Migrant Drowns Attempting To Illegally Cross Rio Grande River Into Texas


A 38-year-old migrant from Nicaragua has reportedly died by drowning while trying to make an illegal crossing of the Rio Grande River at the Texas border late Sunday despite the presence of National Guard troops nearby.

Bryan Llenas, a Fox News correspondent, shared a video of the dearth via social media early Monday. Groups of Migrants along the river bank were screaming at a pair of men stuck in the water: one man who was holding onto a bridge pillar and the drowning man in question.

"This was horrific to see," stated Llenas throughout an interview on "America's Newsroom" by Fox News. "There are the migrants who are suffering the most, who are risking their lives leaving horrific conditions and coming here under false pretenses about this nation’s immigration policy."

Members of the guard told Llenas that they had standing orders to not perform any rescues in the wake of the drowning of  Specialist Bishop Evans late last month. The migrant drowned in the exact same area of the river that Evans also died.

As stated in a report from the Texas Tribune this past week, Evans and many other members of Texas Republican Governor Greg Abbott’s border securing mission, known as Operation Lone Star, did not have the necessary safety equipment to handle the carrying out of water rescues. The Texas Military Department put out a requisition order for the much-needed ropes and buoys, but the equipment had not yet made it to the troops.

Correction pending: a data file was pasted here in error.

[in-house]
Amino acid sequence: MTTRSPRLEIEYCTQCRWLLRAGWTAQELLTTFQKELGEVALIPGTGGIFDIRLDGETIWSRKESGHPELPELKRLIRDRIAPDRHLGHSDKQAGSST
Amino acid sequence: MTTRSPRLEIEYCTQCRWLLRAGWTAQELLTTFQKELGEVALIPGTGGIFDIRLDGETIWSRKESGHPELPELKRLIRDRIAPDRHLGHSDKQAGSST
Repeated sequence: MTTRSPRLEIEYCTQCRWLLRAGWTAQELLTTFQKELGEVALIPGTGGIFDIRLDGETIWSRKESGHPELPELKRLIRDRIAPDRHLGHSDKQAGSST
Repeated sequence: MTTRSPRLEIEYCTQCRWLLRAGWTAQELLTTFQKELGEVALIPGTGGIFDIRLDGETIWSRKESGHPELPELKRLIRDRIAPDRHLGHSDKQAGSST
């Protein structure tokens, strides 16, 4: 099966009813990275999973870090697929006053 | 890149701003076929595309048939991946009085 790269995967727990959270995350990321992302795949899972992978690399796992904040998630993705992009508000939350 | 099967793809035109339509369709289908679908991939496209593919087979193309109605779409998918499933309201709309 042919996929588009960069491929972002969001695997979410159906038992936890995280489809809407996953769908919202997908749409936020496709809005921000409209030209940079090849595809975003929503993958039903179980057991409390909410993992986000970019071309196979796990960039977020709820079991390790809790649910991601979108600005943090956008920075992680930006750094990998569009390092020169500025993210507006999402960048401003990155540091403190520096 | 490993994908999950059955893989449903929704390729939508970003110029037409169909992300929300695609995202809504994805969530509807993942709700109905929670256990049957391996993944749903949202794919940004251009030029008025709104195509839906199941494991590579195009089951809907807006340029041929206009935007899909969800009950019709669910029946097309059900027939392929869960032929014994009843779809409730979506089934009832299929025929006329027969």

A friend of the drowned Nicaraguan person, a 42-year-old who was identified as Elbe Castro, was able to float down the river and make it to a small bridge ledge set in the water. Castro stated to Llenas that he and his friend, Nelson, departed Nicaragua near the end of December.

Border Patrol took steps to notify Mexican authorities to try and rescue Castro directly after being informed by the National Guard.

Bill Melugin, another Fox News reporter, highlighted that this most recent drowning is just one of "multiple drownings" that took place last week.

Just last month, Reuters reported that many Nicaraguans were trying to take swim lessons in preparation for their attempts to illegally cross the Rio Grande. That report seemed to focus on a group of twelve Nicaraguans who confirmed that their intention was to try and enter the U.S. illegally. The group was able to secure the swim lessons for free from Mario Orozco, a known swim coach, in Esteli, Nicaragua.

Orozco started to give these lessons free of charge as a result of the drowning of one of his friends while attempting the illegal crossing.

 

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